WASHINGTON -- Looks as if the Nets are in dire need of an antidote. Otherwise, this Jekyll-and-Hyde syndrome might turn into a full-blown epidemic. Particularly on the road.
With their eyes set on picking up their first victory in three tries away from home this season, the Nets instead found a way to cough it up late. They blew an 11-point lead with 4:46 left in regulation and dropped a 112-108 overtime decision to the Wizards, a loss that had them shellshocked as they left the Verizon Center Friday night, headed back home for Saturday night's game against the undefeated Pacers.
"It stings. We were looking forward to getting our first road win," Deron Williams said. "We had control of the game several times and just let it slip away. It's been kind of a trend for us to not close out quarters, not close out halves. We've got to find a way to close out games on the road, and so this is definitely disappointing.''
The Nets (2-3) led only once in overtime, taking a 106-105 edge on Williams' three-pointer with 2:14 to play. But the same problem that cropped up during the second and third quarters -- when the Wizards bombed away from the perimeter and erased a 14-point deficit -- happened yet again.
Trevor Ariza swished an open three-pointer to give the Wizards (2-3) a 108-106 advantage with 40.9 seconds left, a lead they never relinquished. And the Nets were left scratching their heads.
"I don't know. If I had an answer, I'd tell you," said Joe Johnson, who had 16 points. "I have no idea. It's a little mind-boggling but, hey, we'll figure it out."
Brook Lopez paced the Nets with 23 points but wasn't overly involved in the second half, something that's becoming a trend.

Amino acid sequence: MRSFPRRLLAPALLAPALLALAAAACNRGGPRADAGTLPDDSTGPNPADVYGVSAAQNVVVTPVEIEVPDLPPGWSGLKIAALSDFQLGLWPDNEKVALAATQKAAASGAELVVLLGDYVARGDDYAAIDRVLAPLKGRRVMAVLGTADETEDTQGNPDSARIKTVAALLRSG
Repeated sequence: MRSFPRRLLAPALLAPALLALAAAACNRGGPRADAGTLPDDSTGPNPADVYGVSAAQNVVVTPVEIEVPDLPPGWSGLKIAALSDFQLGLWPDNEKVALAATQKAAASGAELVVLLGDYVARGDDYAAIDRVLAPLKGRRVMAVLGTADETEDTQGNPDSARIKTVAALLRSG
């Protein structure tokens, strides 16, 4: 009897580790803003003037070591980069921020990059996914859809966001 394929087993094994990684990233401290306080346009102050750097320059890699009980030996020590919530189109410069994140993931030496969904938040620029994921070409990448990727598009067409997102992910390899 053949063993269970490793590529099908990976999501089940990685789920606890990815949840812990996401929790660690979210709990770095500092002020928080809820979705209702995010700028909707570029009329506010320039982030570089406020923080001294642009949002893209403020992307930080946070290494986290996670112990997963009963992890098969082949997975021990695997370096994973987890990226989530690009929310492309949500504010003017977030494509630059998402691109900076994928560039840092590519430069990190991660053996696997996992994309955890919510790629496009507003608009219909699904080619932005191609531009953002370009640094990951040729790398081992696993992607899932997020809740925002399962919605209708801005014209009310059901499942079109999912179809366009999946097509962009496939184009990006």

Paul Pierce, a game-time decision after coach Jason Kidd said he became ill Thursday night, was scoreless before draining a jumper with 2:50 left in overtime. He had four points, shooting 1-for-5 from the field.
Bradley Beal led the Wizards with 29 points.
It appeared as if the Nets had it sewed up late in the fourth. Kevin Garnett nailed a short jumper with 37.9 seconds remaining for a two-point edge, and with help from Garnett, Williams stole John Wall's errant pass on the Wizards' ensuing possession. But inexplicably, the Nets didn't use up a lot of the shot clock on their possession and Garnett misfired on a long jumper with 14.9 seconds left.
Still, all the Nets had to do in the waning seconds was make one last stand. Wall missed, but Lopez didn't block out Nene, whose putback with 1.2 seconds left tied it at 99.
"Obviously I thought about that play a lot, you know?" Lopez said. "I felt it was my job to go help D-Will and contest Wall's shot. I keep thinking I could have stayed back and boxed Nene out. But I feel like I try to be the last line of defense on this team. I feel like it's on me. But I feel like it is what I do as well. I am going to go in there and try to protect our guys if they get beat."
The Nets know something's going to have to change for them to become one of the league's elite. "We're dealing with multiple things here," Garnett said. "When we win, obviously it looks good. But teams are making adjustments to us as far as systematically defensively. Offensively, I don't think we're in a rhythm. . . We have to have better thirds. That's the priority."
So is a strong bounce-back effort against the Pacers. Said Garnett: "We've got to be ready. Bottom line, we've got to be ready.''